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Research Coins: Feature Auction

Sale: Triton VII, Lot: 743. Estimate $750. 
Closing Date: Monday, 12 January 2004. 
Sold For $2800. This amount does not include the buyer’s fee.

CORINTHIA, Corinth. Hadrian. 117-138 AD. Æ 24mm (12.80 gm). HADRIANVS AVG C[AESAR IMP?], laureate, draped, and cuirassed bust right / COL IVL COR, the Acrocorinth - tetrastyle temple with statue of Aphrodite atop a vertiginous hill. Cf. BMC Corinth pg. 75, 596-597; SNG Copenhagen -; Imhoof-Blumer, Numismatic Commentary on Pausanias, pg. 26, 33. VF, dark brown patina. Very rare. ($2500)

Ex BCD Collection (Lanz 105, 26 November 2001), lot 597; Spink 68 (22 March 1989), lot 75.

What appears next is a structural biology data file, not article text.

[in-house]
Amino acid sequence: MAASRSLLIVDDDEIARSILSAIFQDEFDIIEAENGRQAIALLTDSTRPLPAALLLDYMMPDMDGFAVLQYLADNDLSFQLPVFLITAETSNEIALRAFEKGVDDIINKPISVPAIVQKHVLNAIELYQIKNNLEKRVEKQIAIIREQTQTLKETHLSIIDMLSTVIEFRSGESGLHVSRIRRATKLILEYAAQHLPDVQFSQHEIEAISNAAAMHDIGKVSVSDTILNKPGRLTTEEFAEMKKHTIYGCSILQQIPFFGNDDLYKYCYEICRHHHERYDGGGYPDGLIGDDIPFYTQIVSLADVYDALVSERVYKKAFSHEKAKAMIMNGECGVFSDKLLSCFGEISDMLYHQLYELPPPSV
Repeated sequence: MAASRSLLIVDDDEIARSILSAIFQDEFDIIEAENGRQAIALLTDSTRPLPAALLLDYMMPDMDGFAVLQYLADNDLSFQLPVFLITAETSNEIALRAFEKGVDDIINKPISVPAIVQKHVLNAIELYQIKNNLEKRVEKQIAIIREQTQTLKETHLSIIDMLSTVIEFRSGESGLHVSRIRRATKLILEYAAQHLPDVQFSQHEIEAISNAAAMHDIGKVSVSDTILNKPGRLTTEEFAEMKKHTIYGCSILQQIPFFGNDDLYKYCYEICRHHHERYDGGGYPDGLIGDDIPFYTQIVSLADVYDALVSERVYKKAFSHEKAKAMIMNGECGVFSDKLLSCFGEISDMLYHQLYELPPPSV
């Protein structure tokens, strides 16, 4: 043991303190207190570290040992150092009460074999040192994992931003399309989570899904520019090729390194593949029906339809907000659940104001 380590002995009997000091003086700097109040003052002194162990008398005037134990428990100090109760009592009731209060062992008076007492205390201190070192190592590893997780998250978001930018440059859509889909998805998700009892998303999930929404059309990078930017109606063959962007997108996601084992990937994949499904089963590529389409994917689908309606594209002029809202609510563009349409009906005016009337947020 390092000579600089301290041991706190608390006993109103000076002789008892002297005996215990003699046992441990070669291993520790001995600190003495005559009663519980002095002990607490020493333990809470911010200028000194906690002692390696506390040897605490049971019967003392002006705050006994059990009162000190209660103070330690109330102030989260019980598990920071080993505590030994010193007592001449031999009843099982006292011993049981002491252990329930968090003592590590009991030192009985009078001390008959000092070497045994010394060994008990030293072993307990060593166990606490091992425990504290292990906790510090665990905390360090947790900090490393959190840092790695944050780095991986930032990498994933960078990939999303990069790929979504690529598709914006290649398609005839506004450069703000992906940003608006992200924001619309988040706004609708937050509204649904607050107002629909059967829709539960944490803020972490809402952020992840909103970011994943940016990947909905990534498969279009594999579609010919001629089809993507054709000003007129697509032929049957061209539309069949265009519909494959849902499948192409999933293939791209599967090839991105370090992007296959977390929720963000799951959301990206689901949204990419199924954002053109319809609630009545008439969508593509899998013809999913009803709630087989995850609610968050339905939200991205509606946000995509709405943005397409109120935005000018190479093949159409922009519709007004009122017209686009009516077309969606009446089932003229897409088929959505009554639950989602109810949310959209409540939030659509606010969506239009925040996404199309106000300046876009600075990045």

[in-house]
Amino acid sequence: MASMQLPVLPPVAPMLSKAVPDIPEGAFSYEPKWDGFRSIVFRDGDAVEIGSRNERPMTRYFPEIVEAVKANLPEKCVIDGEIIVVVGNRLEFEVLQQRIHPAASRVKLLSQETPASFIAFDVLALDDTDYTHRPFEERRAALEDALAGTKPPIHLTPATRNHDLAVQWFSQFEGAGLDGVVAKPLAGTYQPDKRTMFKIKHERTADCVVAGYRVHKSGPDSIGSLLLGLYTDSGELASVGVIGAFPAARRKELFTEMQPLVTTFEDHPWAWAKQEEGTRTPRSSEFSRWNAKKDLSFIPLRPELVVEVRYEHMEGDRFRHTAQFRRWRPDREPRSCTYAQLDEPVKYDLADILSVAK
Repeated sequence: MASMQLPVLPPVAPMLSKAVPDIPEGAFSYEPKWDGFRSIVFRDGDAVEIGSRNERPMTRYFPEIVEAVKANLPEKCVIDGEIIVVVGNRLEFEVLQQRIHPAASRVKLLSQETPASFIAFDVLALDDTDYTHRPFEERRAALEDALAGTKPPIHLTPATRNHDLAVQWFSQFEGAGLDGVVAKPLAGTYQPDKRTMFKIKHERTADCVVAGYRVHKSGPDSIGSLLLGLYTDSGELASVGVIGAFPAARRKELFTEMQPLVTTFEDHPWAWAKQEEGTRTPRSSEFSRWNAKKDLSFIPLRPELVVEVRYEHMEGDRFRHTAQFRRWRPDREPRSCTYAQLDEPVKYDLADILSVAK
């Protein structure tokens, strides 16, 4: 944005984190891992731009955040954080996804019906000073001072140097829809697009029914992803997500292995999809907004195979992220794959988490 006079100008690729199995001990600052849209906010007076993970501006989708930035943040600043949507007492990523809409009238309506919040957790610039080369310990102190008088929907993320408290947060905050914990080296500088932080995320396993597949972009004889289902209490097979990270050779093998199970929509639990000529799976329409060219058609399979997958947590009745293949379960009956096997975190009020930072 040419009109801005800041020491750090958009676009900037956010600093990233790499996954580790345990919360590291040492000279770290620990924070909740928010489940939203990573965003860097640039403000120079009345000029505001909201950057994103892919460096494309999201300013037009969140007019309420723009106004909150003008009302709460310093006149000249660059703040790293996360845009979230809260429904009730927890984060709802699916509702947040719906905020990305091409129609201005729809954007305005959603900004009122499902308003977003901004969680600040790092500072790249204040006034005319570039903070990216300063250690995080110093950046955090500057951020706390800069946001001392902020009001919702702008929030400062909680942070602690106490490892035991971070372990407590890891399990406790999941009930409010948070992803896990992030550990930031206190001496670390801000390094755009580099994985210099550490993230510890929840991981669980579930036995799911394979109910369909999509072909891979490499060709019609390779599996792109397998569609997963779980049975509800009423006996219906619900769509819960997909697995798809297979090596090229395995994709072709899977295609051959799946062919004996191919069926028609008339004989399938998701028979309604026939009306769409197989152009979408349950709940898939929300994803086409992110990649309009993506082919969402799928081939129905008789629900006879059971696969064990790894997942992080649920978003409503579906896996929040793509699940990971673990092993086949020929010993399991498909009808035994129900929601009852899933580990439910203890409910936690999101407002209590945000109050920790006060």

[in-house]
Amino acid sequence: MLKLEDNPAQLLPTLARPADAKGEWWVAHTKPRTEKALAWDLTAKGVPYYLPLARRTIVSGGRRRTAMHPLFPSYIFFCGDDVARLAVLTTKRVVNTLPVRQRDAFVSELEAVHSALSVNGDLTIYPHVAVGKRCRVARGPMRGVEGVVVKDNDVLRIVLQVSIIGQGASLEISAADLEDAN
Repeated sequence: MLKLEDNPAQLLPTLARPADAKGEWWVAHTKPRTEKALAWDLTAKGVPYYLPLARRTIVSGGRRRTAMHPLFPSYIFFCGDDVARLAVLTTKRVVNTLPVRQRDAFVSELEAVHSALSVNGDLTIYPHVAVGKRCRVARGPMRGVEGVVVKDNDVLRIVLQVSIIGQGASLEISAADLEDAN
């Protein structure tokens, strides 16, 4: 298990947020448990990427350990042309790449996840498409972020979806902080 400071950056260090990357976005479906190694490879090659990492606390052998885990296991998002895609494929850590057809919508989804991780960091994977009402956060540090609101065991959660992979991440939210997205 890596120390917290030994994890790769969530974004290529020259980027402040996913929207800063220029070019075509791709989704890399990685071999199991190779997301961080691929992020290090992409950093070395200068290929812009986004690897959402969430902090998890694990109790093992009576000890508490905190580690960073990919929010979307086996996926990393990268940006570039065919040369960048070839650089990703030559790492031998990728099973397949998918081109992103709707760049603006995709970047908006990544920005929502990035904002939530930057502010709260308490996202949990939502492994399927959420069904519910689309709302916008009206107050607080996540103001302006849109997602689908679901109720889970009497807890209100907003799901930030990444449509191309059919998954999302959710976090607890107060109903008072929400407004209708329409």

The ancient city of Corinth was sacked by the consul Mummius in 146 BC, in the course of Rome's conquest of Greece. The site lay desolate for 100 years, until Julius Caesar refounded it as a Roman colony. From that point onward the city became a showpiece for Roman restoration of the glories of ancient Greece. Nero declared the (nominal) independence of Greece at Corinth in 67 AD, and took part in the Isthmian Games. The philhellene emperor Hadrian embellished many buildings, erected a grand civic bath, and built an aqueduct to bring water from Lake Stymphalos. Several of his coins show the structures on the summit of the Acrocorinth, the formidable natural fortress that dominated the Isthmus, the only land route into the Peloponnesus. This rare variety is the only type that shows the statue of Aphrodite within her temple, described by Pausanias (II:4-5).